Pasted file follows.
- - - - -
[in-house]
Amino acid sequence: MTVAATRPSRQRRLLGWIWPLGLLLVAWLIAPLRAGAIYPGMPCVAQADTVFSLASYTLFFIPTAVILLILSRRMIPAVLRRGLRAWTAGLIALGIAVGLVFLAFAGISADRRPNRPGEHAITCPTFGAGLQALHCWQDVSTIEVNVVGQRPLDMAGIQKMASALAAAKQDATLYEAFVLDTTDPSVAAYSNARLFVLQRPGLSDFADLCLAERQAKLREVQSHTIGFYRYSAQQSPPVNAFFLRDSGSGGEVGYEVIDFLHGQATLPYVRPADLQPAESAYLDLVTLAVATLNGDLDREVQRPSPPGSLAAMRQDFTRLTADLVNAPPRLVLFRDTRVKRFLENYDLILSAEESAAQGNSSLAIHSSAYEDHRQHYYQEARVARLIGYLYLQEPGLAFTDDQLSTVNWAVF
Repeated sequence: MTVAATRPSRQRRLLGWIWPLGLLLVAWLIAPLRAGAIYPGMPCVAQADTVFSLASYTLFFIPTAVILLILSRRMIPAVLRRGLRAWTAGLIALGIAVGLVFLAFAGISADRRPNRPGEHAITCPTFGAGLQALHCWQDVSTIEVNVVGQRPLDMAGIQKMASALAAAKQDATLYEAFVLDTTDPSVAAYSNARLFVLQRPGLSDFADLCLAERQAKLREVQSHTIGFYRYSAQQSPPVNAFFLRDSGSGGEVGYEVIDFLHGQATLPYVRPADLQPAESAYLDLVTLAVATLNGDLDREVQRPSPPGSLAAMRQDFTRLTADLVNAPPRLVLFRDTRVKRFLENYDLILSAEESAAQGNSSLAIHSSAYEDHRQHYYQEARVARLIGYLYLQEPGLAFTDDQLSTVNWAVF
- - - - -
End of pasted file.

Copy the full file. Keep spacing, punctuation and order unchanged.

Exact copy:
[in-house]
Amino acid sequence: MTVAATRPSRQRRLLGWIWPLGLLLVAWLIAPLRAGAIYPGMPCVAQADTVFSLASYTLFFIPTAVILLILSRRMIPAVLRRGLRAWTAGLIALGIAVGLVFLAFAGISADRRPNRPGEHAITCPTFGAGLQALHCWQDVSTIEVNVVGQRPLDMAGIQKMASALAAAKQDATLYEAFVLDTTDPSVAAYSNARLFVLQRPGLSDFADLCLAERQAKLREVQSHTIGFYRYSAQQSPPVNAFFLRDSGSGGEVGYEVIDFLHGQATLPYVRPADLQPAESAYLDLVTLAVATLNGDLDREVQRPSPPGSLAAMRQDFTRLTADLVNAPPRLVLFRDTRVKRFLENYDLILSAEESAAQGNSSLAIHSSAYEDHRQHYYQEARVARLIGYLYLQEPGLAFTDDQLSTVNWAVF
Repeated sequence: MTVAATRPSRQRRLLGWIWPLGLLLVAWLIAPLRAGAIYPGMPCVAQADTVFSLASYTLFFIPTAVILLILSRRMIPAVLRRGLRAWTAGLIALGIAVGLVFLAFAGISADRRPNRPGEHAITCPTFGAGLQALHCWQDVSTIEVNVVGQRPLDMAGIQKMASALAAAKQDATLYEAFVLDTTDPSVAAYSNARLFVLQRPGLSDFADLCLAERQAKLREVQSHTIGFYRYSAQQSPPVNAFFLRDSGSGGEVGYEVIDFLHGQATLPYVRPADLQPAESAYLDLVTLAVATLNGDLDREVQRPSPPGSLAAMRQDFTRLTADLVNAPPRLVLFRDTRVKRFLENYDLILSAEESAAQGNSSLAIHSSAYEDHRQHYYQEARVARLIGYLYLQEPGLAFTDDQLSTVNWAVF